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WASHINGTON, D.C.– President Barack Obama has announced his intent to appoint Luis Hoyos to an Expert Member seat on the Advisory Council on Historic Preservation (ACHP).

Hoyos is an architect and Professor of Architecture at the California State Polytechnic University in Pomona, where he teaches historic preservation and urban design. He has received awards for the design of several historic building rehabilitations, including El Pueblo de Los Angeles, the Point Fermin Lighthouse, the Palmer Hotel and the Cabrillo Beach Bathhouse.

An 8-year-old in Michigan is fast becoming a celebrity for his ingenious plan to teach history to passersby in his neighborhood. Read the story here.
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The Marine Corps Poster Series highlights historic properties in Marine Corps care. The ACHP worked with staff at the Marine Corps and the National Park Service to support showcasing historic properties and giving the story of their founding and use by the Marines throughout history. The “Defending Our Cultural Heritage” sites featured included the Oldest Post in the Corps: Marine Corps Barracks Washington; World War II Legacy at Kaneohe Bay, Hawaii; Montford Point training camp for the first African American Marines at Camp Lejeune, North Carolina; 450-year Expeditionary Legacy at Parris Island, South Carolina; and Remembering California’s Ranches, San Diego, California, near Camp Pendleton.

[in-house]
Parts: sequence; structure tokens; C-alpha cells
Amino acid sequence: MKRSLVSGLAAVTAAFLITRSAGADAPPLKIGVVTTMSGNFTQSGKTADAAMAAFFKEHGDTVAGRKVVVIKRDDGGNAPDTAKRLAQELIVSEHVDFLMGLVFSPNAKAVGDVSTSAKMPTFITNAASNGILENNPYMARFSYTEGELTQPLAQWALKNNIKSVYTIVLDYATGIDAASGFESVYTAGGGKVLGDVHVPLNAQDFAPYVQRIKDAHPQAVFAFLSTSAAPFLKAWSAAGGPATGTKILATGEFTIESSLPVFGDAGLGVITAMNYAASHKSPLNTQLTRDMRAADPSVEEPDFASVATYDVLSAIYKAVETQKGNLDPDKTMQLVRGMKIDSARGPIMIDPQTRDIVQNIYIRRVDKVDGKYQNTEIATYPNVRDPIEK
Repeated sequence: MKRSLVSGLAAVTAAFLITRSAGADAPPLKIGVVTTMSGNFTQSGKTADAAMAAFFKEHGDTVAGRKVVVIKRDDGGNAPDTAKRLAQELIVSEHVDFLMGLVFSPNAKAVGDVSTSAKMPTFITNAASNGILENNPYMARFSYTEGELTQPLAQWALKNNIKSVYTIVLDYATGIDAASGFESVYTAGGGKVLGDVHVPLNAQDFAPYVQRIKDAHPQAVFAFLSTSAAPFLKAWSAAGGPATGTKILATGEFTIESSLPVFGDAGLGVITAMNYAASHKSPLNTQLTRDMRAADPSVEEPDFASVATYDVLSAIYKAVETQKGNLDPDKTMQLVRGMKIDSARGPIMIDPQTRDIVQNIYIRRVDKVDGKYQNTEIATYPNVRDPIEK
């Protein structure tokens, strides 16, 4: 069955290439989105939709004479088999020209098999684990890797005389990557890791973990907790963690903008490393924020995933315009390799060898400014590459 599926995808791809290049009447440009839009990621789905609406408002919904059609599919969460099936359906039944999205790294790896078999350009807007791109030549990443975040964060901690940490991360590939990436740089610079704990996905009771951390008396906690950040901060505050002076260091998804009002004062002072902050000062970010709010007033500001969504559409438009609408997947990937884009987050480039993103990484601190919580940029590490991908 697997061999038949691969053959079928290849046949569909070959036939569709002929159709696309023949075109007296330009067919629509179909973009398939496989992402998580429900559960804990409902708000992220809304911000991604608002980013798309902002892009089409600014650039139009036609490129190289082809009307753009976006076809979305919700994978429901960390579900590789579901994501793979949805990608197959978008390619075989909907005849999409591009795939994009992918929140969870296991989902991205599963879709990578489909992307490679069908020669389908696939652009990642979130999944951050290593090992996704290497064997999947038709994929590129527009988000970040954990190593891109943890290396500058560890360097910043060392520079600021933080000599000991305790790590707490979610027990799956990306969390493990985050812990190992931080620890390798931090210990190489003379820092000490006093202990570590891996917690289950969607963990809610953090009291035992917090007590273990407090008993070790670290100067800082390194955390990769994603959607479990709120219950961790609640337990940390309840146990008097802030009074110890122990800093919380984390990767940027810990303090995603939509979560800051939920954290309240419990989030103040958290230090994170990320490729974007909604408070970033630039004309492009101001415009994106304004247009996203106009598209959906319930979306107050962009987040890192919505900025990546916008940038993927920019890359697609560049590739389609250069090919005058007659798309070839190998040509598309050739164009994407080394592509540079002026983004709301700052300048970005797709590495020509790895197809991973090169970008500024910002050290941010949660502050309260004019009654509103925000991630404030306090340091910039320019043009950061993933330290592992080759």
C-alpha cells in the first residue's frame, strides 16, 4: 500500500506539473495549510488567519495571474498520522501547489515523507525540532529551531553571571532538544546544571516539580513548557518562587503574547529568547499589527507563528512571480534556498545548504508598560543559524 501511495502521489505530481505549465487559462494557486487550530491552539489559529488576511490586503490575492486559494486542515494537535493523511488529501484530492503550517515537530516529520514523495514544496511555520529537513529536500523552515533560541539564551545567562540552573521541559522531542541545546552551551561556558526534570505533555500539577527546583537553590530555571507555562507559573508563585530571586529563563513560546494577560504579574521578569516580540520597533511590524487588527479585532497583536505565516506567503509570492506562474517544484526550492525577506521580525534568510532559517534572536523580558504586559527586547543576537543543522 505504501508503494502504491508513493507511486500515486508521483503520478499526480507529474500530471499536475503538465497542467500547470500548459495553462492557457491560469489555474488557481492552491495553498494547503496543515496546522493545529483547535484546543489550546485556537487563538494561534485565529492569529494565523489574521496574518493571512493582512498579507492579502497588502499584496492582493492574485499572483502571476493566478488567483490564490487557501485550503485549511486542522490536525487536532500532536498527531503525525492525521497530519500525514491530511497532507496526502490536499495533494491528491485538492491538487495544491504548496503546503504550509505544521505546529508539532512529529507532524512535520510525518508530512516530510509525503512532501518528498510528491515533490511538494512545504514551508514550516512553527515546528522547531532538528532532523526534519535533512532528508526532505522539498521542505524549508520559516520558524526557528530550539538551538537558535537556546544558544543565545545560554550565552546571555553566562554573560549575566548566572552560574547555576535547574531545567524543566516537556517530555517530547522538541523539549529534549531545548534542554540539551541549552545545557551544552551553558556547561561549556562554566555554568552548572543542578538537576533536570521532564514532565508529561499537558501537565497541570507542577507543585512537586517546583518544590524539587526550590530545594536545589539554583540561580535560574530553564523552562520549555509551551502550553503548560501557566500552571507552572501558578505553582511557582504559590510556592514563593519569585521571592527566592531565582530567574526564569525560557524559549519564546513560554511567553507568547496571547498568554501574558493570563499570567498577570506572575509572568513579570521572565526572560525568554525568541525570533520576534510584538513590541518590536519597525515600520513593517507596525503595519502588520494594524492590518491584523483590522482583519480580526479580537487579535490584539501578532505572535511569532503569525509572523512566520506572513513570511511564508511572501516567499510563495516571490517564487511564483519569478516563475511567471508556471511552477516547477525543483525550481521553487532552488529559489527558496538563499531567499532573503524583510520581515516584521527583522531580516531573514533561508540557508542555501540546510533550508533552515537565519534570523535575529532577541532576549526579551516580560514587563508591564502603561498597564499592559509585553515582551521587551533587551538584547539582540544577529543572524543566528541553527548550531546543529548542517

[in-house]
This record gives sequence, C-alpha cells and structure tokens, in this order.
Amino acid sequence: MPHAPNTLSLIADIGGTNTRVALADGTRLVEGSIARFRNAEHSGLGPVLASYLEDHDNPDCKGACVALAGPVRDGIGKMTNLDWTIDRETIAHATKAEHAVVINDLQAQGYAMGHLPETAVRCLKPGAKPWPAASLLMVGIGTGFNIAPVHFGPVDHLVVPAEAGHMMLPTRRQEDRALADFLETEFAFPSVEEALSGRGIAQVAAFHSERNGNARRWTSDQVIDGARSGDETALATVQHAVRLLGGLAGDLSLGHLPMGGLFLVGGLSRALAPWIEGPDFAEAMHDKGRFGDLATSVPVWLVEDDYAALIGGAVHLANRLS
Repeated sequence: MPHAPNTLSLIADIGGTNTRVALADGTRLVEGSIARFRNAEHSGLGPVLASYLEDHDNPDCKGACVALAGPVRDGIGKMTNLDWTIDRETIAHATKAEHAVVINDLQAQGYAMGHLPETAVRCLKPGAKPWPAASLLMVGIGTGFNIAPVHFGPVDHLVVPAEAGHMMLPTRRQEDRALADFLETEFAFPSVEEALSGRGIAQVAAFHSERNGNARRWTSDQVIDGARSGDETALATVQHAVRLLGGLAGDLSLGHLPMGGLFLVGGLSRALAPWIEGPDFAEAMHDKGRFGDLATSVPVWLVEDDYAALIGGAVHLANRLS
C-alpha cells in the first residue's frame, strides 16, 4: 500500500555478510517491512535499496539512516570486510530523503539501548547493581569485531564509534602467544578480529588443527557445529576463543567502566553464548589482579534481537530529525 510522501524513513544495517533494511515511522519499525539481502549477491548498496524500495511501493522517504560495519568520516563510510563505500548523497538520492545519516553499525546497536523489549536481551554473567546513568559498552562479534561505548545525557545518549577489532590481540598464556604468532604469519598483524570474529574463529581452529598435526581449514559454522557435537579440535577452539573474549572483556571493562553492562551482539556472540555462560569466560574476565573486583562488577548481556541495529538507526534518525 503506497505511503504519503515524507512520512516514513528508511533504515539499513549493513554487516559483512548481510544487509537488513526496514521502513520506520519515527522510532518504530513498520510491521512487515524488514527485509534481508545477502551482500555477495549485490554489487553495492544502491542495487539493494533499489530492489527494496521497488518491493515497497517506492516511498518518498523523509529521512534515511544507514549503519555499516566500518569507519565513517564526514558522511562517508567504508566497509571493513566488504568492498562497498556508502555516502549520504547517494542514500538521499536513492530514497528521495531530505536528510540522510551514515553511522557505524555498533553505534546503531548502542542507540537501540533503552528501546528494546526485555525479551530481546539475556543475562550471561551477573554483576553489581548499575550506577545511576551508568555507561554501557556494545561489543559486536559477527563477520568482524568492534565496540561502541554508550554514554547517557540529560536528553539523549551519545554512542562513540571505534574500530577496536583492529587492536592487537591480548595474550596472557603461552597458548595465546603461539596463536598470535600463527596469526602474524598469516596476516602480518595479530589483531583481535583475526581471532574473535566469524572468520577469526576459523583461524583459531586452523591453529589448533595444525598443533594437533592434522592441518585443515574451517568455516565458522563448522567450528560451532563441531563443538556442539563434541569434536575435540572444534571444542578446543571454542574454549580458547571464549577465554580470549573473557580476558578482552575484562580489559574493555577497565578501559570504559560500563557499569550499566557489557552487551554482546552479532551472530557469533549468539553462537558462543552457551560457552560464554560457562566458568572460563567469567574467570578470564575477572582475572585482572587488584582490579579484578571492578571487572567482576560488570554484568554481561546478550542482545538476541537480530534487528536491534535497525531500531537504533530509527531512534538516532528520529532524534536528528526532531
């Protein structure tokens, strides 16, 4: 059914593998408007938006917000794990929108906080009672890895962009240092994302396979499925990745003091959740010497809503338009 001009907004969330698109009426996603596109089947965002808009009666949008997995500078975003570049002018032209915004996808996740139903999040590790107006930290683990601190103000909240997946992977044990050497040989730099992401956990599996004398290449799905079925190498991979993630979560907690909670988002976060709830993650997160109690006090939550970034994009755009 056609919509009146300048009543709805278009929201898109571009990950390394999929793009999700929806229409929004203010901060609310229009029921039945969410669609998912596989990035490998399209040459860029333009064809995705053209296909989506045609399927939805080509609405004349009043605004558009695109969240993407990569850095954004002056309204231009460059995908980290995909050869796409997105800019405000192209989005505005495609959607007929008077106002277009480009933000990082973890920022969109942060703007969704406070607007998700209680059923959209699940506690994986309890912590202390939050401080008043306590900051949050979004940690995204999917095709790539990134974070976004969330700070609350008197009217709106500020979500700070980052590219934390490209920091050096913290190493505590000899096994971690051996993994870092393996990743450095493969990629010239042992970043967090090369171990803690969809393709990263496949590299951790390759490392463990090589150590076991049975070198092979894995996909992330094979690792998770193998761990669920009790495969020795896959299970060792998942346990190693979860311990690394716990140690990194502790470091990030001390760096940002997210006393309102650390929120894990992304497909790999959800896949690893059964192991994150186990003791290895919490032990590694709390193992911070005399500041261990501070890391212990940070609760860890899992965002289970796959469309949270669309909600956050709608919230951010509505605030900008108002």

The Advisory Council on Historic Preservation (ACHP) formally endorsed a plan to support the United Nations Declaration on the Rights of Indigenous Peoples at its Winter Business Meeting on March 1, 2013.

“This is an opportunity to promote better stewardship and protection of Native historic properties and sacred places, and in doing so helps to ensure survival of indigenous cultures,” said Milford Wayne Donaldson, FAIA, ACHP chairman. “The Declaration reinforces the agency’s principles and goals contained in our Native American Traditional Cultural Landscapes Action Plan and other works with Native Hawaiian organizations and tribes.”

Four cabinet-level departments joined the Advisory Council on Historic Preservation (ACHP) today in signing a Memorandum of Understanding (MOU) to improve the protection of Indian sacred sites. 

The MOU also calls for improving tribal access to sites. It was signed by the ACHP’s chairman, and the secretaries of the Departments of Agriculture, Defense, Energy and the Interior.